Cișmigiu Park, also known as Cișmigiu Gardens, is one of my happy places in Buca. In the spring, the gardens become a heaven of tulips and daffodils, so this is a nice breath of fresh air on this self-guided walking tour of Bucharest. You can rent a boat to go out on the pond when the weather is good.

Basking in the spring glory of Cișmigiu
Spring flowers in Cișmigiu
The small lake in Cișmigiu

Stop 7: See the product of a dictator’s megalomania at the Parliament.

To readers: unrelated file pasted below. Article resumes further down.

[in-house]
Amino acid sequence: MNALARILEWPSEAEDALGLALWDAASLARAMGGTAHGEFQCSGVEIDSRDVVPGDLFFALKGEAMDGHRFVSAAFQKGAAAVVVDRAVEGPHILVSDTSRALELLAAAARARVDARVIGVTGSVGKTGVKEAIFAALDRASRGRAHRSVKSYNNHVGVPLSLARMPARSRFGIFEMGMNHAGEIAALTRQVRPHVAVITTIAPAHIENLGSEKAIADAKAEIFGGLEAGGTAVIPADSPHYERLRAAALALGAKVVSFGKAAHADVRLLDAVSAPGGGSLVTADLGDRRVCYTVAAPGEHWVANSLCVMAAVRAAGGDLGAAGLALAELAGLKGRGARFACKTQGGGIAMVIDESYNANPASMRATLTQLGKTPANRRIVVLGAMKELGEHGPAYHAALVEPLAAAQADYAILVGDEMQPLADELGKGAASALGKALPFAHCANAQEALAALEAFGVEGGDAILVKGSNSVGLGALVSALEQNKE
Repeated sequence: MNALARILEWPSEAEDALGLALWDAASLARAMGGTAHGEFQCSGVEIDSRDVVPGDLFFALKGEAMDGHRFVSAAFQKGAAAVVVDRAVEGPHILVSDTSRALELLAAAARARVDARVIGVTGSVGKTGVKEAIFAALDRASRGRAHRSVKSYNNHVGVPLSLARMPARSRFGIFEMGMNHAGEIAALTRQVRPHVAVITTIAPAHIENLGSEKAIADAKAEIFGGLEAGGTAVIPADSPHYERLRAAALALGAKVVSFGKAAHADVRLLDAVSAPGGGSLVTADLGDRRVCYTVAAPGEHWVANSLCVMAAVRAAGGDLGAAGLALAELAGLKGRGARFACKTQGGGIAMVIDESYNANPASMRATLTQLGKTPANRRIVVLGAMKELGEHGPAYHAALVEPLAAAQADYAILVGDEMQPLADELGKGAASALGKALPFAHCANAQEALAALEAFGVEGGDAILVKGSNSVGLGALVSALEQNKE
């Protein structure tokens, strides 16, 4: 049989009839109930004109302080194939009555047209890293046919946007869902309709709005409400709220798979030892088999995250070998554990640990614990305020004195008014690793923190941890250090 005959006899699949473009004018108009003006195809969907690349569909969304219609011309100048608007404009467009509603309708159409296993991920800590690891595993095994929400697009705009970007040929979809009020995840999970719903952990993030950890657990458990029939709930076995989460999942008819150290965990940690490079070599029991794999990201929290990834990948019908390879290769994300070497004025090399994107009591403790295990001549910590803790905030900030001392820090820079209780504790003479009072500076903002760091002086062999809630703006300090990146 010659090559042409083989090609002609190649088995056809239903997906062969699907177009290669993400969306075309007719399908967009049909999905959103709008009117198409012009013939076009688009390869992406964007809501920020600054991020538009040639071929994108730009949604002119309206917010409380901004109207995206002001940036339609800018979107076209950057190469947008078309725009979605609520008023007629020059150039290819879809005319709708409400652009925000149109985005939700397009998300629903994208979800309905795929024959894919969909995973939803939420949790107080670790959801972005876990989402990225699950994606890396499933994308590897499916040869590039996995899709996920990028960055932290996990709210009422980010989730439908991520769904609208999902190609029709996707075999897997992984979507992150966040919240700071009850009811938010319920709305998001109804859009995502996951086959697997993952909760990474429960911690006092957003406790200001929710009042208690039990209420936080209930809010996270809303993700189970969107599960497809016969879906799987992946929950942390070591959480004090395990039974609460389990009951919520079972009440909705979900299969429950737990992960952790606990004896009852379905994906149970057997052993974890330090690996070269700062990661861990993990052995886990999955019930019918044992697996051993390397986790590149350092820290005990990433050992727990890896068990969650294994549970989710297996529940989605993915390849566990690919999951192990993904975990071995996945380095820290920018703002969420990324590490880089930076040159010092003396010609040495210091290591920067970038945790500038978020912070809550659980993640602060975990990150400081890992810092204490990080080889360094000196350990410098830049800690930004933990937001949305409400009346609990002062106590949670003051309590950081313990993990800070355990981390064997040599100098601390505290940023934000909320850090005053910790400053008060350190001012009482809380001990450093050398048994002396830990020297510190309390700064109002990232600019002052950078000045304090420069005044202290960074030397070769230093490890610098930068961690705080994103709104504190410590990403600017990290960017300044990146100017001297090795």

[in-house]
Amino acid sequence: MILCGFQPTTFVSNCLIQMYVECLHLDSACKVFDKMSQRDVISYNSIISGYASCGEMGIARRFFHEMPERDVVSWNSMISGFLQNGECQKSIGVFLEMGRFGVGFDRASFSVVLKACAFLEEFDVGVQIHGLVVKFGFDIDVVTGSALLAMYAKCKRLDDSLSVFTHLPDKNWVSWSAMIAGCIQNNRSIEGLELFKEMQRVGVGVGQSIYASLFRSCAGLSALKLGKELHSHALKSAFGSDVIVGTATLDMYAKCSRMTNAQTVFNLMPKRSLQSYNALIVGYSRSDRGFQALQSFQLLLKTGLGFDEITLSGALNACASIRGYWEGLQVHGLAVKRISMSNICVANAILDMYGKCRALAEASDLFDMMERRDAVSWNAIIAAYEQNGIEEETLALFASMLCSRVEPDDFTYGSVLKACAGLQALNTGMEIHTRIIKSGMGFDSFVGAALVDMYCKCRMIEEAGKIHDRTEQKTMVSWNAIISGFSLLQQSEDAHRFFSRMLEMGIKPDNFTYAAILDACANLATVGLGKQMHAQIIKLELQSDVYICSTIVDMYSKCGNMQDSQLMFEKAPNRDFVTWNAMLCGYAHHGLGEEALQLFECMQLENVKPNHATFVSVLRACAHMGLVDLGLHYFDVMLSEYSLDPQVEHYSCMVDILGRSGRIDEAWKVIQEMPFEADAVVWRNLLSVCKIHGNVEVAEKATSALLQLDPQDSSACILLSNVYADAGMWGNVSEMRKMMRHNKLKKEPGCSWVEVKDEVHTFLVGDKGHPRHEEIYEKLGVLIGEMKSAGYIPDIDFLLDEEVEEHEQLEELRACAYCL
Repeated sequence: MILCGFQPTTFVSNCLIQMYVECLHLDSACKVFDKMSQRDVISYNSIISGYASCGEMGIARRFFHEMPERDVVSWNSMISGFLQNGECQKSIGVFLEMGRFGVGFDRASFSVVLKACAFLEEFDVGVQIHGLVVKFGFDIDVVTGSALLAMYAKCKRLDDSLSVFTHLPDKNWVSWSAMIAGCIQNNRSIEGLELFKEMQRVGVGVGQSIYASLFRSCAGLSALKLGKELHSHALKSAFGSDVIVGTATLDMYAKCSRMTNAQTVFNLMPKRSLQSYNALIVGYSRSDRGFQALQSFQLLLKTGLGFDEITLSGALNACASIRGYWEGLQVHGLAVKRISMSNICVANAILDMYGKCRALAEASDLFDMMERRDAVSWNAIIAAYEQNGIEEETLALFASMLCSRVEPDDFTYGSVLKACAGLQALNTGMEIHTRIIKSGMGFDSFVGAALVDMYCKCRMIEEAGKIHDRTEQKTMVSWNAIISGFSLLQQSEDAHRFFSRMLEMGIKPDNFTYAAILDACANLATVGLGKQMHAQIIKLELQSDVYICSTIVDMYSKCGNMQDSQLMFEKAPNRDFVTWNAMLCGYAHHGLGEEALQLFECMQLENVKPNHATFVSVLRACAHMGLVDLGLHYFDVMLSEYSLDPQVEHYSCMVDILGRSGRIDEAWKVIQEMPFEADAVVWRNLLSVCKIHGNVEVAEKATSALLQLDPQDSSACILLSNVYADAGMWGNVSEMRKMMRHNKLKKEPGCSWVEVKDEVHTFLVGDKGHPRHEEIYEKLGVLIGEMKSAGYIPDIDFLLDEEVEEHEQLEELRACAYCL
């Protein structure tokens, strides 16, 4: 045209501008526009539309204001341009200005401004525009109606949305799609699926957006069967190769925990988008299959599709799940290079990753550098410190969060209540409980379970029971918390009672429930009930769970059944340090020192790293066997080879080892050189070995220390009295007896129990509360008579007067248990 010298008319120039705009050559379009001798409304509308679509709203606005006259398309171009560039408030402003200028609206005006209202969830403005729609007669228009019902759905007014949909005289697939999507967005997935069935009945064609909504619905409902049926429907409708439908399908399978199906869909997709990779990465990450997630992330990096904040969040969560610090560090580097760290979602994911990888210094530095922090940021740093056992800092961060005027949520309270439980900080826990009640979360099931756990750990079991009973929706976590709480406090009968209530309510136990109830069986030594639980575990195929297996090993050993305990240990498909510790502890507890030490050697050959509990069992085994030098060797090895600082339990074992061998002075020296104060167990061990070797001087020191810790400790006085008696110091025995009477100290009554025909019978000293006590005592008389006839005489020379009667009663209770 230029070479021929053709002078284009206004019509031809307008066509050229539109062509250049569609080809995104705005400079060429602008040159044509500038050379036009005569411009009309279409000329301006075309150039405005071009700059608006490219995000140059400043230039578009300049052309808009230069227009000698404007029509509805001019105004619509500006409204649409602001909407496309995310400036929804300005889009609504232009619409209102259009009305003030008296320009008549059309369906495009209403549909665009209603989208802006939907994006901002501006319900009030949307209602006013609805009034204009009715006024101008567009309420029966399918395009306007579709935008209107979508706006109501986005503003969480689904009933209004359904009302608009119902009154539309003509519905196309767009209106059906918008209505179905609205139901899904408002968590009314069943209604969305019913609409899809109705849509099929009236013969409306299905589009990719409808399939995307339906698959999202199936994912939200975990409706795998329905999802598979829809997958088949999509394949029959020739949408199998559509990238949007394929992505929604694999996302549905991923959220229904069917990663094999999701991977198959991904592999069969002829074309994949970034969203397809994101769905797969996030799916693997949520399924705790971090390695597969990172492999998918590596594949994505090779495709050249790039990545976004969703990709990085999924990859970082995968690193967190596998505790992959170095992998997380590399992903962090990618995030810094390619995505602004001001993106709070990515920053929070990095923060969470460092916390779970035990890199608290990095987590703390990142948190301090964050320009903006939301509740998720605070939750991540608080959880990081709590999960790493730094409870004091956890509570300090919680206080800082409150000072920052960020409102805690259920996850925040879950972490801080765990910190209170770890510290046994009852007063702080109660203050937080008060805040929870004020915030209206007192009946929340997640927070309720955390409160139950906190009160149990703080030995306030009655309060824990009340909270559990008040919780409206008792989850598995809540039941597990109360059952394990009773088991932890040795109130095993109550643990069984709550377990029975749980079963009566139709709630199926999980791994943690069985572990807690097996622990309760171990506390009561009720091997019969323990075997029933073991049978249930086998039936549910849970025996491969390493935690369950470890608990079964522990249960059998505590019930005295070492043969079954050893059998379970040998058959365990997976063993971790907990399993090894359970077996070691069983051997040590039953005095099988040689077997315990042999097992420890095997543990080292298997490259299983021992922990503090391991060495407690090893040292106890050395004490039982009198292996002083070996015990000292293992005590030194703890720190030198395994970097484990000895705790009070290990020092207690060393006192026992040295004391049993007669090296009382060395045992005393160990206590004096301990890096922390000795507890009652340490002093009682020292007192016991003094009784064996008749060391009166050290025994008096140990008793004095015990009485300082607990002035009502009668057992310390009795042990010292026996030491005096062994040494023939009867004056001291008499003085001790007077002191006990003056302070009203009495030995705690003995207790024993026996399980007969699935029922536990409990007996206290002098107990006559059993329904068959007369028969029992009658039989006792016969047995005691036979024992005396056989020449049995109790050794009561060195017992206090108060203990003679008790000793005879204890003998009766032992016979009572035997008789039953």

Nicolae Ceaușescu‘s megalomaniac vision for Bucharest had few bounds, and the Parliament building is proof. Ceaușescu constructed this monstrous edifice – the second largest administrative building in the world after the Pentagon – with the intention to house Communist Party offices and ministries, but it now houses the Senate and Parliament. You can book a tour by calling in advance – make sure to have your passport for your visit. The Parliament building was not the only egocentric brainchild of Ceaușescu: this project was part of a larger vision he had for reconstructing Bucharest’s city center, based on inspiration from a visit to North Korea. Ceaușescu demolished many historic buildings and churches as part of this endeavor, which partly explains why Bucharest is not exactly on a list of the most beautiful cities in the world. Note on logistics: The walk to and from the Parliament can be 25-30 minutes and is not particularly scenic. You may want to Uber to and from the Parliament if you’d like to save time and energy or if it’s particularly hot or cold out.